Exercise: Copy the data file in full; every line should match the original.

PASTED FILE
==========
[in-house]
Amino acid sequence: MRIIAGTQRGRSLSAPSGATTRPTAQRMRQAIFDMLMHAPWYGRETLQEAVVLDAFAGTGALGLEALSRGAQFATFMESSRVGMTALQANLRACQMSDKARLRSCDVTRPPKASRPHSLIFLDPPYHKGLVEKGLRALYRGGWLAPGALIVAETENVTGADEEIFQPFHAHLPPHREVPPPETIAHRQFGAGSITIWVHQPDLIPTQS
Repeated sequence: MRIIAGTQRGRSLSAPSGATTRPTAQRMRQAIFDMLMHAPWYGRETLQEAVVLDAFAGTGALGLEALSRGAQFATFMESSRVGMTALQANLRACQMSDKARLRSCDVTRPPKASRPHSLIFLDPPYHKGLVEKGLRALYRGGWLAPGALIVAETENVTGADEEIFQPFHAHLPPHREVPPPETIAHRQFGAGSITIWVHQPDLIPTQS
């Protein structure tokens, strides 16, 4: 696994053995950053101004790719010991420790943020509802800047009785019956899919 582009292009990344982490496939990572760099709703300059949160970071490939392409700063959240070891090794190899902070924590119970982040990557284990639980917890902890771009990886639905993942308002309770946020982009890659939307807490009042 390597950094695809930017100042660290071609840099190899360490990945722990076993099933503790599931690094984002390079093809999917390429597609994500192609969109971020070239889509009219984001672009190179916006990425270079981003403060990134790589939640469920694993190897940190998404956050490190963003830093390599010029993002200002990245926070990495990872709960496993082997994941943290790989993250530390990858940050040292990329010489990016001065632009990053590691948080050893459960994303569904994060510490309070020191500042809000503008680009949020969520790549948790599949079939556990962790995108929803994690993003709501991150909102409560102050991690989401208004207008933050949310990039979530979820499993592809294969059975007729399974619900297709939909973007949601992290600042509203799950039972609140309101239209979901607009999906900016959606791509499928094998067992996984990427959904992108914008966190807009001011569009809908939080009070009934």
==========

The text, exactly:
[in-house]
Amino acid sequence: MRIIAGTQRGRSLSAPSGATTRPTAQRMRQAIFDMLMHAPWYGRETLQEAVVLDAFAGTGALGLEALSRGAQFATFMESSRVGMTALQANLRACQMSDKARLRSCDVTRPPKASRPHSLIFLDPPYHKGLVEKGLRALYRGGWLAPGALIVAETENVTGADEEIFQPFHAHLPPHREVPPPETIAHRQFGAGSITIWVHQPDLIPTQS
Repeated sequence: MRIIAGTQRGRSLSAPSGATTRPTAQRMRQAIFDMLMHAPWYGRETLQEAVVLDAFAGTGALGLEALSRGAQFATFMESSRVGMTALQANLRACQMSDKARLRSCDVTRPPKASRPHSLIFLDPPYHKGLVEKGLRALYRGGWLAPGALIVAETENVTGADEEIFQPFHAHLPPHREVPPPETIAHRQFGAGSITIWVHQPDLIPTQS
């Protein structure tokens, strides 16, 4: 696994053995950053101004790719010991420790943020509802800047009785019956899919 582009292009990344982490496939990572760099709703300059949160970071490939392409700063959240070891090794190899902070924590119970982040990557284990639980917890902890771009990886639905993942308002309770946020982009890659939307807490009042 390597950094695809930017100042660290071609840099190899360490990945722990076993099933503790599931690094984002390079093809999917390429597609994500192609969109971020070239889509009219984001672009190179916006990425270079981003403060990134790589939640469920694993190897940190998404956050490190963003830093390599010029993002200002990245926070990495990872709960496993082997994941943290790989993250530390990858940050040292990329010489990016001065632009990053590691948080050893459960994303569904994060510490309070020191500042809000503008680009949020969520790549948790599949079939556990962790995108929803994690993003709501991150909102409560102050991690989401208004207008933050949310990039979530979820499993592809294969059975007729399974619900297709939909973007949601992290600042509203799950039972609140309101239209979901607009999906900016959606791509499928094998067992996984990427959904992108914008966190807009001011569009809908939080009070009934």